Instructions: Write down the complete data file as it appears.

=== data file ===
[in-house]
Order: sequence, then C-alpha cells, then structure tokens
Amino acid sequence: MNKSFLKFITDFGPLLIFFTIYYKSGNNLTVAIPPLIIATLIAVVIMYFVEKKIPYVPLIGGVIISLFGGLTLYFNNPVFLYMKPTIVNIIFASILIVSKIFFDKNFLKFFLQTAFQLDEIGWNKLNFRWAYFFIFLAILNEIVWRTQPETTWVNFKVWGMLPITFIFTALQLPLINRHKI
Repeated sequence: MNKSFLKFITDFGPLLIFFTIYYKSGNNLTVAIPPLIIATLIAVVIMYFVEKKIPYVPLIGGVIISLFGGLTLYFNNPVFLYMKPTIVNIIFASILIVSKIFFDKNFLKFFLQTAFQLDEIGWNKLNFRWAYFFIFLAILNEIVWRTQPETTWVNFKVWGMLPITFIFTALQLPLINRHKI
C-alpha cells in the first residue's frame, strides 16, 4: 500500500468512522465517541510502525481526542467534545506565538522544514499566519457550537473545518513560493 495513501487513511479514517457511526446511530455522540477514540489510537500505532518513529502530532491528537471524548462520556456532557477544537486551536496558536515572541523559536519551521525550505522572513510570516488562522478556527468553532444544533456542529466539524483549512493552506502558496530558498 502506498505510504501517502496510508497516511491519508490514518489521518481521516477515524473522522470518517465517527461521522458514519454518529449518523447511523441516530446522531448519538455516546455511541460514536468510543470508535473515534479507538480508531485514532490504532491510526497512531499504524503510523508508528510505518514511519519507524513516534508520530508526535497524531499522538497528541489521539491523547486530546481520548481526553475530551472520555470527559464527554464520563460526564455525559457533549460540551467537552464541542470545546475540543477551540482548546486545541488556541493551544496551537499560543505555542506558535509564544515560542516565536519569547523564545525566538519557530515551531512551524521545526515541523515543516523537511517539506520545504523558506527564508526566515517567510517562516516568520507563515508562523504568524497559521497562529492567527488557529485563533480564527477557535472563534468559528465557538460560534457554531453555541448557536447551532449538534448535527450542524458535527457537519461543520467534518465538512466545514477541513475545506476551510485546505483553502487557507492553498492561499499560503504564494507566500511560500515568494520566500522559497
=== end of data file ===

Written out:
[in-house]
Order: sequence, then C-alpha cells, then structure tokens
Amino acid sequence: MNKSFLKFITDFGPLLIFFTIYYKSGNNLTVAIPPLIIATLIAVVIMYFVEKKIPYVPLIGGVIISLFGGLTLYFNNPVFLYMKPTIVNIIFASILIVSKIFFDKNFLKFFLQTAFQLDEIGWNKLNFRWAYFFIFLAILNEIVWRTQPETTWVNFKVWGMLPITFIFTALQLPLINRHKI
Repeated sequence: MNKSFLKFITDFGPLLIFFTIYYKSGNNLTVAIPPLIIATLIAVVIMYFVEKKIPYVPLIGGVIISLFGGLTLYFNNPVFLYMKPTIVNIIFASILIVSKIFFDKNFLKFFLQTAFQLDEIGWNKLNFRWAYFFIFLAILNEIVWRTQPETTWVNFKVWGMLPITFIFTALQLPLINRHKI
C-alpha cells in the first residue's frame, strides 16, 4: 500500500468512522465517541510502525481526542467534545506565538522544514499566519457550537473545518513560493 495513501487513511479514517457511526446511530455522540477514540489510537500505532518513529502530532491528537471524548462520556456532557477544537486551536496558536515572541523559536519551521525550505522572513510570516488562522478556527468553532444544533456542529466539524483549512493552506502558496530558498 502506498505510504501517502496510508497516511491519508490514518489521518481521516477515524473522522470518517465517527461521522458514519454518529449518523447511523441516530446522531448519538455516546455511541460514536468510543470508535473515534479507538480508531485514532490504532491510526497512531499504524503510523508508528510505518514511519519507524513516534508520530508526535497524531499522538497528541489521539491523547486530546481520548481526553475530551472520555470527559464527554464520563460526564455525559457533549460540551467537552464541542470545546475540543477551540482548546486545541488556541493551544496551537499560543505555542506558535509564544515560542516565536519569547523564545525566538519557530515551531512551524521545526515541523515543516523537511517539506520545504523558506527564508526566515517567510517562516516568520507563515508562523504568524497559521497562529492567527488557529485563533480564527477557535472563534468559528465557538460560534457554531453555541448557536447551532449538534448535527450542524458535527457537519461543520467534518465538512466545514477541513475545506476551510485546505483553502487557507492553498492561499499560503504564494507566500511560500515568494520566500522559497